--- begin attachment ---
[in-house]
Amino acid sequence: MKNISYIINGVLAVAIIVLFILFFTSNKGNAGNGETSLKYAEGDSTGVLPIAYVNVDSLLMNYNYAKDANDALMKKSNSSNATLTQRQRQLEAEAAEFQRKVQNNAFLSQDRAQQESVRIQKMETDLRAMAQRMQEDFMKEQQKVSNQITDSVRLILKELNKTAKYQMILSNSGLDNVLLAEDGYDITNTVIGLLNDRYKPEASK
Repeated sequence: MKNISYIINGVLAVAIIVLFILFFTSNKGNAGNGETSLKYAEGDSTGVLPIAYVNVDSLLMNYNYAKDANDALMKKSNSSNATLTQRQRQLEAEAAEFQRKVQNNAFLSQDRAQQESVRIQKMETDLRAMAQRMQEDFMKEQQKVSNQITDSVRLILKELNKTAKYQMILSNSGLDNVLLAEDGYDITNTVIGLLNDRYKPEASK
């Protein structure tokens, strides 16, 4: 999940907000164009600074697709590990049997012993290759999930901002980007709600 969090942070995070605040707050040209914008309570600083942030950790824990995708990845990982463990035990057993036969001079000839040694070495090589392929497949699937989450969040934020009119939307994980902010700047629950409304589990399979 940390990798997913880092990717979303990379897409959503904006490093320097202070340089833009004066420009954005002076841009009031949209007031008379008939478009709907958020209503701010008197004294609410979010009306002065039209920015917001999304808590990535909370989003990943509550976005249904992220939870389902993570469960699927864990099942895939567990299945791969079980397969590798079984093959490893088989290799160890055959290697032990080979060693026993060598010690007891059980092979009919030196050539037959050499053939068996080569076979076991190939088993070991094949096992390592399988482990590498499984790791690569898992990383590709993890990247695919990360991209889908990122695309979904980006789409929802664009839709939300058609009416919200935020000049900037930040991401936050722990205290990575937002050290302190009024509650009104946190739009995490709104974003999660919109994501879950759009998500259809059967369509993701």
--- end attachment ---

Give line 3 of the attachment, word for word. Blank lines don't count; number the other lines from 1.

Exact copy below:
Repeated sequence: MKNISYIINGVLAVAIIVLFILFFTSNKGNAGNGETSLKYAEGDSTGVLPIAYVNVDSLLMNYNYAKDANDALMKKSNSSNATLTQRQRQLEAEAAEFQRKVQNNAFLSQDRAQQESVRIQKMETDLRAMAQRMQEDFMKEQQKVSNQITDSVRLILKELNKTAKYQMILSNSGLDNVLLAEDGYDITNTVIGLLNDRYKPEASK